THE CRACK IN THE CHEESECAKE

1789
2
Submitted Date 12/17/2018
Bookmark

Around the holidays, no one could get enough of it. It was as if she was the only one who knew how to make a cheesecake. 

Her cheesecakes appeared unpretentious as if she made no effort at all. While some sort of fruit or topping decorates other cakes, her cheesecake looked mundane, but it was anything but. It was simply plain like my mother, and everyone loved it. Grandma always told us, “Food tastes better when you prepare it with your hands and fingers.”

This is probably why the crust was always the best part. It was never exactly even looking which I always thought was my fault. If she could not find the crumbs already made, my mother had me smash whole graham cracker cookies in a ziplock bag. I still love that sound. Cruk Cruk Cruk!

Then, I waited impatiently until my mother transferred the crumb mixture into the springform pan. Whenever I tried doing it myself, she’d remind me “You’ll just make a mess.” Once the crumbs were in the pan, mom let me take over again. Using my fingers, I pressed down on what felt like crunching sand as small mountains hugged my fingers, tickling their tips. “That’s enough,” she interrupted.

For the next ten minutes, the crust hardened in the oven at 325 degrees. “Let’s make the cake now.” Mom collected the only four ingredients she ever put in her cheesecake. Three packages of cream cheese. Three eggs. ¾ cup of sugar. 1 teaspoon of vanilla extract. She always beat the sugar into the cream cheese first. Then, I would hand her one egg at a time to beat in. She would always say, “You can never add all the eggs at once.” I never understood why. I simply followed her advice as if it was God’s word. Last, we added the vanilla extract for flavor. As the cake baked for forty minutes or so, my mother paced back and forth as impatiently as I felt while we prepared it.

It was the relentless crack in the middle. My mother could never figure it out much as she could never figure out my father. Just as the cake had a mind of its own, so did my father.

Whenever he came home from work, he always asked the same question: “Where’s my dinner?” My father never seemed to say anything else. Not even an “I love you” or “How was your day?” I at least don't remember otherwise. To me, he only cared about one thing - his dinner. My mother did not seem to mind for the longest time. As I heard time and time again from both my mom and grandmother, “the way to a man’s heart is through his belly.”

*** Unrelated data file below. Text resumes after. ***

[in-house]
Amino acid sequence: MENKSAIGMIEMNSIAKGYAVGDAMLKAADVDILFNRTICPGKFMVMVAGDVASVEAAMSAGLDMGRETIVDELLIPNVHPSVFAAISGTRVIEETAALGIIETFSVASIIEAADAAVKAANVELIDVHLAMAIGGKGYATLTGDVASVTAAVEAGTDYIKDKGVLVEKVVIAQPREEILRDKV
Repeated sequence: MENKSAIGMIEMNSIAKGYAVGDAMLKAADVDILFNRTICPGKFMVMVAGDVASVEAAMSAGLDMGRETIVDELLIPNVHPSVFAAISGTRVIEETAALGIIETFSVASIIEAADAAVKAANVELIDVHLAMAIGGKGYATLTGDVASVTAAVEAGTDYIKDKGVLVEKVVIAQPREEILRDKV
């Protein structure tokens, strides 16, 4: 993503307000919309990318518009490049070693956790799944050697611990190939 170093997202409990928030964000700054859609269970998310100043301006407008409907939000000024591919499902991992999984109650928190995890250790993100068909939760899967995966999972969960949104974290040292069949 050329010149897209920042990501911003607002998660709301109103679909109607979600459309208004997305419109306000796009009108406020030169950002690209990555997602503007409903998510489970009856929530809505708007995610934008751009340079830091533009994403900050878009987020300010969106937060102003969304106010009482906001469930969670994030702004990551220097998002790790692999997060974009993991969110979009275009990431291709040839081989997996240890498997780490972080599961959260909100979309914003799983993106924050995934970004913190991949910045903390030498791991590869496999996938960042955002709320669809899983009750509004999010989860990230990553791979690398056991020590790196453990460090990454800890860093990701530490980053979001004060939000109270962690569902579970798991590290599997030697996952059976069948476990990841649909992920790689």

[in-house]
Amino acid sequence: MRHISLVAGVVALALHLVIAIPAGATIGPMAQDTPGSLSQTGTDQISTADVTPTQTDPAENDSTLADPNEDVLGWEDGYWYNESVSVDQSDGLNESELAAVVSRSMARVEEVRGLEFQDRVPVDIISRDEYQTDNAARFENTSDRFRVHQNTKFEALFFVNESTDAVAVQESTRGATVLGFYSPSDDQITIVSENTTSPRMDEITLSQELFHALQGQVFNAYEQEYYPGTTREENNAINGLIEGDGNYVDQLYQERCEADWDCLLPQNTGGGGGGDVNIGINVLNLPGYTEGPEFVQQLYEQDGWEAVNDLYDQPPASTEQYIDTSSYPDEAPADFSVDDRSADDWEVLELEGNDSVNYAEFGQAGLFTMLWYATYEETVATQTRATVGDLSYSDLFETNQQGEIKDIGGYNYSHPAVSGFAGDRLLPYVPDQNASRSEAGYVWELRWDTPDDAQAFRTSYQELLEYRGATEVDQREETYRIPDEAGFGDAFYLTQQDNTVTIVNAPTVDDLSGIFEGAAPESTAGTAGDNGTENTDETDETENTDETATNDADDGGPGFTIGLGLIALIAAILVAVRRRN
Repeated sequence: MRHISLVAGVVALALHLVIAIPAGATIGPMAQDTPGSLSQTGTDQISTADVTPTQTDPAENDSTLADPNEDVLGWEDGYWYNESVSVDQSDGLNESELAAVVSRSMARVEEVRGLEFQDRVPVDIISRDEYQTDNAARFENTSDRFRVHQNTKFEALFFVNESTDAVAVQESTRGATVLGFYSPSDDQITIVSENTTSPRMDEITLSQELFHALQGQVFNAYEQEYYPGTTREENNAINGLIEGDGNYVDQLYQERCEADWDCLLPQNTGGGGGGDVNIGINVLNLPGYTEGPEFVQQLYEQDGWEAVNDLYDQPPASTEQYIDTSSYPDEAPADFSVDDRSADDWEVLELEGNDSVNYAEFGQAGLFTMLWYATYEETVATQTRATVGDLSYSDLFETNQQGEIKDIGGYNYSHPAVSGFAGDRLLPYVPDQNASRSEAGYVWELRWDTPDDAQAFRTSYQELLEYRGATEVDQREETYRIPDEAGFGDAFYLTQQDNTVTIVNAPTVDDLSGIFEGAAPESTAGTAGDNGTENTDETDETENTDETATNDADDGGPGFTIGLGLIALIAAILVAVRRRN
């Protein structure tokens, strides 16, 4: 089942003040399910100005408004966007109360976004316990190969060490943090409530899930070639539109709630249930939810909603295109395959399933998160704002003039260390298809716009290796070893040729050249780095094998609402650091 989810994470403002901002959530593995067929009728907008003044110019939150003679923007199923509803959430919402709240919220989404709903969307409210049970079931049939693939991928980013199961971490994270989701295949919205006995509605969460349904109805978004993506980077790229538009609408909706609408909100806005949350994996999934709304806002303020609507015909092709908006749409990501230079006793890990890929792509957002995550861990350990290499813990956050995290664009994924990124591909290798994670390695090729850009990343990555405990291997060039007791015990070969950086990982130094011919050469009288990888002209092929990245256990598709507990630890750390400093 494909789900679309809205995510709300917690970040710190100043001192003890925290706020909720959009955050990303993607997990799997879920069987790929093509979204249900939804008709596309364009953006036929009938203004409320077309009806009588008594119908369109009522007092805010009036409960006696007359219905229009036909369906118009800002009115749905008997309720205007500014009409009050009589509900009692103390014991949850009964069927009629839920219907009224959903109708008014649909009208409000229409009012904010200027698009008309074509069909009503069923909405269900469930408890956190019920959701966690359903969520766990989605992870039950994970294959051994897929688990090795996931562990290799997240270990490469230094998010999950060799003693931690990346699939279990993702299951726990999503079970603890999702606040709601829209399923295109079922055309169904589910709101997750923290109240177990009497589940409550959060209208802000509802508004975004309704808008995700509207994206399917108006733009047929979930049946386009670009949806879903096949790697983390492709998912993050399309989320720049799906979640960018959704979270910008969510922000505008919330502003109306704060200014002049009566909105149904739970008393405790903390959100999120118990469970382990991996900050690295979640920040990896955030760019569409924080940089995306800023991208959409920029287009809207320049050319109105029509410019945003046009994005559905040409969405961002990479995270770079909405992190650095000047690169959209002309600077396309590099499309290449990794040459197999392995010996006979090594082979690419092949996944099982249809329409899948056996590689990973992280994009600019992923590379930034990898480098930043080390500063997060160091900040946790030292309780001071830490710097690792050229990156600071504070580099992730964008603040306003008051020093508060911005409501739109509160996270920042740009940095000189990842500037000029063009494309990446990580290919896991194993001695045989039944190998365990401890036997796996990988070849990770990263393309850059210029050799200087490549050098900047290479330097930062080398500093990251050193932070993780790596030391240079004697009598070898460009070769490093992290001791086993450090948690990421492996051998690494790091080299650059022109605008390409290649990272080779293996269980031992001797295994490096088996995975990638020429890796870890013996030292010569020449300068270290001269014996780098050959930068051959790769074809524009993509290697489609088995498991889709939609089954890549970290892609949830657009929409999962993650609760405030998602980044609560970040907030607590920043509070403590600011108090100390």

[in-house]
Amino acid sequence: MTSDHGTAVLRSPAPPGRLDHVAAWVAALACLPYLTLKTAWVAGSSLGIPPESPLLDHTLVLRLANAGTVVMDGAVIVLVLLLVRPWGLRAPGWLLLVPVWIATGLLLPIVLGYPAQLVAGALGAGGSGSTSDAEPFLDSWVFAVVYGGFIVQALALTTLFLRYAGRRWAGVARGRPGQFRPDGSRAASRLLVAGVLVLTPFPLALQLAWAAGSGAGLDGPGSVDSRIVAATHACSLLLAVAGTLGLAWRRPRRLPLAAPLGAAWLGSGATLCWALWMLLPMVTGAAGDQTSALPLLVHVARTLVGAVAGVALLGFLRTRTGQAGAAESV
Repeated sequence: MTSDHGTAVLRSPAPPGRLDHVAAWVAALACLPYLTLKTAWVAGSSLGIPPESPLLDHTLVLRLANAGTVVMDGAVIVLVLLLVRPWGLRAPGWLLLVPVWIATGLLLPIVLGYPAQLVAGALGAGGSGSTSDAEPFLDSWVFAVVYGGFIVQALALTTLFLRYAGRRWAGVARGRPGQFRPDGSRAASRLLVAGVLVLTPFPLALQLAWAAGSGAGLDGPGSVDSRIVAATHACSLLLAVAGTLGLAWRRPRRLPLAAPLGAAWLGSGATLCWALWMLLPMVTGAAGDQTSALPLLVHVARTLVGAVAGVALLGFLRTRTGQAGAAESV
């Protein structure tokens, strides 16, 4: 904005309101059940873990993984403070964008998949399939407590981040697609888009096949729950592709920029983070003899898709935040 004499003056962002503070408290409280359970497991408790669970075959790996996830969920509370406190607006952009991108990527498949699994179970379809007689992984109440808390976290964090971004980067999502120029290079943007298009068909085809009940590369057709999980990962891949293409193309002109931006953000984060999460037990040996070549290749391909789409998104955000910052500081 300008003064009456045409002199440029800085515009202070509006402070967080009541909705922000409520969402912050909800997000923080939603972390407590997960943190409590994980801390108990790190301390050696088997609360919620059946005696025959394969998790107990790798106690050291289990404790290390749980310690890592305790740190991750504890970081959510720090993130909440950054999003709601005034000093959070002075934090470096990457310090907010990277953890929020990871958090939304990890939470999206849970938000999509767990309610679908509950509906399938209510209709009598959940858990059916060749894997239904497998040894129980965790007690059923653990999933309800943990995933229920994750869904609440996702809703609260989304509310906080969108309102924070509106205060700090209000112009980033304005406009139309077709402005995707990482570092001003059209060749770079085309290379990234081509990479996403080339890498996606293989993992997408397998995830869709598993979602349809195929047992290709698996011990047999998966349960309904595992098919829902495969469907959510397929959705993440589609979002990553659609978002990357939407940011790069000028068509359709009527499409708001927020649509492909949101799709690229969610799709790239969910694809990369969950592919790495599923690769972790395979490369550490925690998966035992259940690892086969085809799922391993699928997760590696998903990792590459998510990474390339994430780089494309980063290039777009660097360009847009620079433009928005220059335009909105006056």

Even though I consciously knew there was more to falling in love, I still wanted to get rid of the crack in the middle.

Over the years, I have strived to perfect my mother’s cheesecake along my travels throughout Asia. Maybe it is my subconscious making me think the only way to truly have a happy-home is to be the perfect baker, with the smell of freshly baked goods lingering in the air when my husband comes home.

While living in Saudi Arabia, I met a man who baked 500 cheesecakes in Spain a week. We lived close by on the Diplomatic Quarter and shared a love for the culinary arts. It was rare to find someone who loved cooking as much as me, especially a man. In fact, I must admit he loved it way more than me.

While living in Spain, he was a baker at a Barcelonan restaurant that only sold 100 cheesecakes a week before he started. When he made his batch, his boss called him to tell him “They sold out in three days.” People loved his cheesecakes so much that the restaurant sold 500 of them in a week on average.  

I could not help but ask “Do your cheesecakes ever crack?”

“No,” he replied. “Don’t take the cake out of the oven when it is done. Turn the oven off and let the cake sit until it cools off.”

“Wouldn’t it keep cooking though?”

“Sometimes you need to just let things sit for a while. This prevents the cake from collapsing.”

If only my mother was here, I would tell her I finally figured out the trick.

 

Photo by Tina Guina on Unsplash

Comments

Please login to post comments on this story

  • Robert Mitton 4 years, 9 months ago

    I just now found your cheesecake story. We have the opposite opinions on cheesecake. https://www.writespike.com/story/sit02QyPEOPg/real-cheesecake-does-not-have-a-graham-cracker-crust/

  • Robert Mitton 4 years, 9 months ago

    I just now found your cheesecake story. We have the opposite opinions on cheesecake. https://www.writespike.com/story/sit02QyPEOPg/real-cheesecake-does-not-have-a-graham-cracker-crust/